The global financial meltdown has brought close scrutiny of business school curricula in recent months. Critics point to the absence of ethics and the blatant disregard for societal good that seems to have been the hallmark of many business school graduates working in the major financial institutions. There are increasing calls for business schools to teach their graduates more than how to make profits and maximize shareholder wealth. And there is an increased emphasis on the role of business in fostering the common good and following ethical practices. The second challenge facing Babson can be summarized as: How do we build a curriculum that emphasizes sustainable practices and the common good alongside profit maximization and shareholder wealth creation?

Finally, a side effect of the economic crisis has been the significant decline in college endowments, alongside a diminishing student pipeline for private colleges and increasing student populations at public institutions which are experiencing diminishing government support. The crisis has focused attention on the financial management of private colleges—particularly those that rely heavily on endowment income. The cost of education has risen to the point where it is increasingly difficult to gain incremental net income from price increases due to countervailing pressures for financial aid. The last strategic challenge is: How do we build a sustainable financial model for the College that ensures long-term prosperity?

Babson Strategy—2009

As Figure 2 shows, the Babson strategy for 2009 and beyond redefines the three historical pillars of entrepreneurship, curriculum integration, and global outreach. The 2009 strategy is a call to:

  1. Extend our leadership in entrepreneurship by moving from entrepreneurship-the-discipline to the more pervasive entrepreneurial thought and action.
  2. Cement our lead in curriculum innovation by designing the “next generation” curriculum that integrates profit and the common good. Revisions to the curriculum should allow students to be conscious of business stewardship obligations toward the environment and to society and should reflect the faculty’s voted support of the UN Principles for Responsible Management Education (PRME).
  3. Expand our global reach from limited partnerships to deeper strategic relationships. These would form a “global entrepreneurship education network” (GEEN) that disseminates Babson pedagogy, research, and practice across the globe through alliances, strategic partnerships and, in some cases, a physical presence. These partnerships provide the prospect of significant incremental revenue growth.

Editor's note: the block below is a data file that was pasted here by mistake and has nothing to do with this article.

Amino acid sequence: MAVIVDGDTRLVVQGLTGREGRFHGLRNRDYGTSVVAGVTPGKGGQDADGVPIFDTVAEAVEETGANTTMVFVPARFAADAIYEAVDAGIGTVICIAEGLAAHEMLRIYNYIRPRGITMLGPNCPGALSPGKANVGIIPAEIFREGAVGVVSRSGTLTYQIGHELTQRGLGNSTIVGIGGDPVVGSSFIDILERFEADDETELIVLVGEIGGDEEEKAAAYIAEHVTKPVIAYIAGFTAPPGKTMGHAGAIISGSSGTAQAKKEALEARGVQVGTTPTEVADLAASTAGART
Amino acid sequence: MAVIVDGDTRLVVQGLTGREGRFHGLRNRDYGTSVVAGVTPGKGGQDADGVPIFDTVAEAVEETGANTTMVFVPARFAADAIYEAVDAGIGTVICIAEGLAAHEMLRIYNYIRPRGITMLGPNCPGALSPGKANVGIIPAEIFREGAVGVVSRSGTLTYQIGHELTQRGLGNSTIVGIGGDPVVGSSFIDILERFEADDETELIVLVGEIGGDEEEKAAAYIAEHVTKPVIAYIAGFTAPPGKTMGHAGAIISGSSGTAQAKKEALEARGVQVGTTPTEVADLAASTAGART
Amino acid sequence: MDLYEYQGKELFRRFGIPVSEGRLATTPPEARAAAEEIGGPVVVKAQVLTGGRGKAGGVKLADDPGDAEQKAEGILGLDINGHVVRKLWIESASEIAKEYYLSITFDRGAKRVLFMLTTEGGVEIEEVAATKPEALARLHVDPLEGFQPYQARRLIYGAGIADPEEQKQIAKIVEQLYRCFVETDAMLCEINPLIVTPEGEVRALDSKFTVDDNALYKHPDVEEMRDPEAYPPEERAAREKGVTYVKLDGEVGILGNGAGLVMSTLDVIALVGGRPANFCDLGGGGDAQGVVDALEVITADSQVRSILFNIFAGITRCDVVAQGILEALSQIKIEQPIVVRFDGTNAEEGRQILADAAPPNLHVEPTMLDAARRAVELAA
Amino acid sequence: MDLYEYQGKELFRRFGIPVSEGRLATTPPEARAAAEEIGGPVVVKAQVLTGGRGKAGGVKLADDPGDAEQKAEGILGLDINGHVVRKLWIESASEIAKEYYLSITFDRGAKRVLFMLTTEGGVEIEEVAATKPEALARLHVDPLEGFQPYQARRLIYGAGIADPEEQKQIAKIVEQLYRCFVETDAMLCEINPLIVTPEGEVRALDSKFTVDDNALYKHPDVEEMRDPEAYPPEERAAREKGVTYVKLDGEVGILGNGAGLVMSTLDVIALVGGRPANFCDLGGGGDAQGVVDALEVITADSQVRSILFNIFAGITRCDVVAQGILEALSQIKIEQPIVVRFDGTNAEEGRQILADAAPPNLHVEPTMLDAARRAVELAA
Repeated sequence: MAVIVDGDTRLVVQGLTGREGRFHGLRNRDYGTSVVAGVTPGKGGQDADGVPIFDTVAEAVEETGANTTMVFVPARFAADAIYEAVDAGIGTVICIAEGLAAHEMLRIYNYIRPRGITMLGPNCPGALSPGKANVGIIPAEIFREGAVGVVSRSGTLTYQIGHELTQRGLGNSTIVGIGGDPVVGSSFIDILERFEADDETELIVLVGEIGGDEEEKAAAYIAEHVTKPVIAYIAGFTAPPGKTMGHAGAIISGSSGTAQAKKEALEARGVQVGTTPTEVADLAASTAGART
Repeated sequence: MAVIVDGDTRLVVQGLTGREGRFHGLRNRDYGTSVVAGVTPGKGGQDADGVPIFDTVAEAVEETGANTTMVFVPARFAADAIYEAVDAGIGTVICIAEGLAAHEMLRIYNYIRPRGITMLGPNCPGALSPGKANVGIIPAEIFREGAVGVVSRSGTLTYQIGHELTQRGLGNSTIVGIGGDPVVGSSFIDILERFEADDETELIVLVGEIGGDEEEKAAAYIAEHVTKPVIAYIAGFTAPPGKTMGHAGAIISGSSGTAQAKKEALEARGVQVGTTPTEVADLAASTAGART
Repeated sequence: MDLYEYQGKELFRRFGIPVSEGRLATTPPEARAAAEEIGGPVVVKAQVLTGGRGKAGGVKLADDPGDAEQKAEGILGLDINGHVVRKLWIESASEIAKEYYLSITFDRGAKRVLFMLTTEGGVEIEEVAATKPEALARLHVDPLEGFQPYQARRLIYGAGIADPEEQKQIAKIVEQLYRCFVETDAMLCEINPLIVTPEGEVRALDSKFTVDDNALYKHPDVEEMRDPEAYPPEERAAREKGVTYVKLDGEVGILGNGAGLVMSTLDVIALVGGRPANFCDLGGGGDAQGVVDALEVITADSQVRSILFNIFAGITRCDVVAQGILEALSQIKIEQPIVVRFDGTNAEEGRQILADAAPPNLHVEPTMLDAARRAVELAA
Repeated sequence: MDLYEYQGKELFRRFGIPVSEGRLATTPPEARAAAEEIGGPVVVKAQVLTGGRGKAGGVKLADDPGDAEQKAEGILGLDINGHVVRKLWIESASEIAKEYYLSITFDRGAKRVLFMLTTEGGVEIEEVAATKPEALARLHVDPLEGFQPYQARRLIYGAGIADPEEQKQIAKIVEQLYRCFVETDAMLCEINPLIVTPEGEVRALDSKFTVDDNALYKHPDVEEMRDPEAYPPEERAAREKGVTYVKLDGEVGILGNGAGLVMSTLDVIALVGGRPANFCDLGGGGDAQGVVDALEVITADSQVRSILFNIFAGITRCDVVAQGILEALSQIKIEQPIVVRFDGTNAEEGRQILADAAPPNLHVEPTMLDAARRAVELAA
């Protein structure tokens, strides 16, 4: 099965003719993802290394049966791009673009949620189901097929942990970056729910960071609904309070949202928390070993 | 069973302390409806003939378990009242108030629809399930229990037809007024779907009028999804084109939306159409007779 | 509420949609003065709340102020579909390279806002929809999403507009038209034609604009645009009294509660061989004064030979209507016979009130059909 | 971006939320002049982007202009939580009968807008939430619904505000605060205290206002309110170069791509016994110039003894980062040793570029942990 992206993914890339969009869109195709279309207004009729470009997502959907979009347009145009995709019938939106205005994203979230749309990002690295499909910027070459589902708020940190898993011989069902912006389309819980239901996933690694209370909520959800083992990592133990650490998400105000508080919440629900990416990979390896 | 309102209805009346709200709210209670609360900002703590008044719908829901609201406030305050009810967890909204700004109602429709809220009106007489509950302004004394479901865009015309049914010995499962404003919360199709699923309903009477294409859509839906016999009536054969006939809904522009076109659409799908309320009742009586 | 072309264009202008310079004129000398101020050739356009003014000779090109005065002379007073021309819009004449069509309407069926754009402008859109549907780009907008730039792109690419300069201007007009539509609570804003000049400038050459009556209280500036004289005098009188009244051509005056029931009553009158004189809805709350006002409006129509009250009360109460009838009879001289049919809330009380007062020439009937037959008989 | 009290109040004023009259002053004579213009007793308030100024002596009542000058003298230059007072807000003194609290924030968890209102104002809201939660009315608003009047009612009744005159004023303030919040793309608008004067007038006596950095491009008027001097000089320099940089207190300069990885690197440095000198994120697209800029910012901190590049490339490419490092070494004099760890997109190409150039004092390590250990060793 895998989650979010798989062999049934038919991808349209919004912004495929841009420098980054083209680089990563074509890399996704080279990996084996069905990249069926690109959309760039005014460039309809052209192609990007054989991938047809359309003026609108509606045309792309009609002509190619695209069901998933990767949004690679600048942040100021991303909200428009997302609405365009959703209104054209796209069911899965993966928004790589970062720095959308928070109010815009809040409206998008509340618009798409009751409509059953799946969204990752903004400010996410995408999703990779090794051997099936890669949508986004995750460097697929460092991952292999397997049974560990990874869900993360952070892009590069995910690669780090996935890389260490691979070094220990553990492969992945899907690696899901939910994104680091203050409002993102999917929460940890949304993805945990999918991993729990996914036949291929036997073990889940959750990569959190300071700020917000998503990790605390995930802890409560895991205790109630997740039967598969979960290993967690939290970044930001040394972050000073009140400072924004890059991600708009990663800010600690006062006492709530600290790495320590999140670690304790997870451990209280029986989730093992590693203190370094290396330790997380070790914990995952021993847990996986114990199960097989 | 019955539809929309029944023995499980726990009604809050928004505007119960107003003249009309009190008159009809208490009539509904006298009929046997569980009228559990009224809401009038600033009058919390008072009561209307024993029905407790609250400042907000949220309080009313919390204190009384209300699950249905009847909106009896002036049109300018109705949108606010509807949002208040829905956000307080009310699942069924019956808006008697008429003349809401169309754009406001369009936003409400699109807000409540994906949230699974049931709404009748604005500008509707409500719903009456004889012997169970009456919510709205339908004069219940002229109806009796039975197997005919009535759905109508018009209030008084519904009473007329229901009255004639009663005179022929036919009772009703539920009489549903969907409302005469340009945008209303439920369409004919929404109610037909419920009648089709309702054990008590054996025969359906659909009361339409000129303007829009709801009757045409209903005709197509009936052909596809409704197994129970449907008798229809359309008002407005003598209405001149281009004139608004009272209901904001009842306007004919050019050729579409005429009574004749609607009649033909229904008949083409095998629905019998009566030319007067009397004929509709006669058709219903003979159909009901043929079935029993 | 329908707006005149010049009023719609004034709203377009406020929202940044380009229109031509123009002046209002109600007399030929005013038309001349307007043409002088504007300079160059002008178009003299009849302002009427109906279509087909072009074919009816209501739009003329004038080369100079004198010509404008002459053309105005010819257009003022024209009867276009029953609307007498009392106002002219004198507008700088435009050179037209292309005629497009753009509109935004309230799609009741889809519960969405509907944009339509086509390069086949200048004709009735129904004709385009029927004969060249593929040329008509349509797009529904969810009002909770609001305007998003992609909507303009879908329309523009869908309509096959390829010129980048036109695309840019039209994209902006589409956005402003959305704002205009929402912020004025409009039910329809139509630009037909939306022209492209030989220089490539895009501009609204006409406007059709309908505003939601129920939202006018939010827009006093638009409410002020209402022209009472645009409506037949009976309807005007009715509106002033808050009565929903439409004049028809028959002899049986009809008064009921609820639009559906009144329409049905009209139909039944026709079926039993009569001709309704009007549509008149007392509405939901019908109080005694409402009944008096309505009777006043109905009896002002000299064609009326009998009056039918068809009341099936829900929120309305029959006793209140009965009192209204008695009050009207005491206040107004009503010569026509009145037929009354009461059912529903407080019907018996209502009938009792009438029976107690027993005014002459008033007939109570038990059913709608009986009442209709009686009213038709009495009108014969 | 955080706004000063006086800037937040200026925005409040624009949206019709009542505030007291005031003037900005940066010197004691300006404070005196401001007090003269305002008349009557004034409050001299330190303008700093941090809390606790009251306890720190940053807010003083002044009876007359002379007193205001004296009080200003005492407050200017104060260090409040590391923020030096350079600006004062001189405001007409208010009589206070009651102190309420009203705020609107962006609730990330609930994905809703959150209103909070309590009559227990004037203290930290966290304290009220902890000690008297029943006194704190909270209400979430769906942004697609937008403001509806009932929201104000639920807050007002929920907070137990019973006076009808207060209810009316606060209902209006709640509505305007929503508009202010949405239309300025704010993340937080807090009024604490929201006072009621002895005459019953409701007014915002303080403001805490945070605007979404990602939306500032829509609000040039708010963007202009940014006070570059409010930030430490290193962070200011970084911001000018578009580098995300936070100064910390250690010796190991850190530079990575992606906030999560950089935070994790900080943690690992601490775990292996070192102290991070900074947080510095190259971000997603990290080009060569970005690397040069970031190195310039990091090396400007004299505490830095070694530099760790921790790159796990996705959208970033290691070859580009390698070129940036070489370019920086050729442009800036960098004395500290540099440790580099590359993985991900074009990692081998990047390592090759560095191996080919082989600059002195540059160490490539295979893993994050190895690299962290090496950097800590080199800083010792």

Figure 2: Babson Strategy 2009

Figure 2: Babson Strategy 2009

Each of the three cornerstones of the 2009 strategy is described below.

Entrepreneurial Thought and Action

To extend our leadership in entrepreneurship, we propose that we shift our overarching institutional focus from entrepreneurship-the-discipline to entrepreneurial thought and action. Rather than a single discipline, this broader conception shifts the focus to a more encompassing notion of teaching students a different way of thinking and acting. This proposed shift gives rise to two important issues. First, is the concept of entrepreneurial thought and action sufficiently rigorous to withstand academic and practical scrutiny? Second, can we design a curriculum based on this concept that differentiates Babson from other business schools and provides our students with a marketplace advantage regardless of their career choice? We strongly believe that the answer to both of these questions is in the affirmative.

With respect to academic rigor, the concept of entrepreneurial thought and action is rooted solidly in research disciplines as diverse as philosophy, behavioral economics, decision theory under uncertainty, organizational control, management organizational behavior, and sociology.

Philosophers have long argued about the nature of reality—whether we can understand reality and then alter it through action or whether action itself creates reality. A more recent incarnation of this line of thought goes back to Kurt Lewin’s work in action research in the 1940s. Lewin’s work is rooted in the concept that action creates reality and there is no better theory than one that is rooted in practice. In the 1960s, Herbert Simon argued that, faced with high degrees of uncertainty, heuristics rather analytics is the better way to proceed. Simon and his colleagues at Carnegie were instrumental in introducing the concepts of “satisficing” and “bounded rationality” to capture the idea that decisions under uncertainty do not conform to causal logic of optimization found in classical economic theories built on the assumption of human rationality. This line of research recognizes the tension that exists between formal logic and a more action-oriented logic in which reality is an act of co-creation between an actor and her environment.

Simon moved decision theory from the relative certainty of known to the uncertainty of the unknown world. More recently, Saras Sarasvathy has moved this line of reasoning forward to consider the unknowable world in which many entrepreneurs make decisions. Sarasvathy provides empirical evidence that entrepreneurs often think and act quite differently from managers. For example, while most managers rely on causal logic and build plans to deal with uncertainty, many entrepreneurs often control uncertainty by acting directly upon it. Within a loosely-defined general direction, and within the confines of their values, they focus on what to do next and worry less about what they ought to do in some ultimate sense. They use quick action to test what works and make modifications as they go. Ironically, this approach limits risk. Most managers focus on means they must acquire in order to achieve the ends they desire; many entrepreneurs often start with their means at hand and work to the ends that they can create within those means. Managers generally think about what they ought to do; entrepreneurs often focus on what they can do. While causal logics, such as game theory, emphasize choosing to manage for the possible outcomes that maximize payoffs, entrepreneurs often use an alternative criterion of affordable loss in making choices.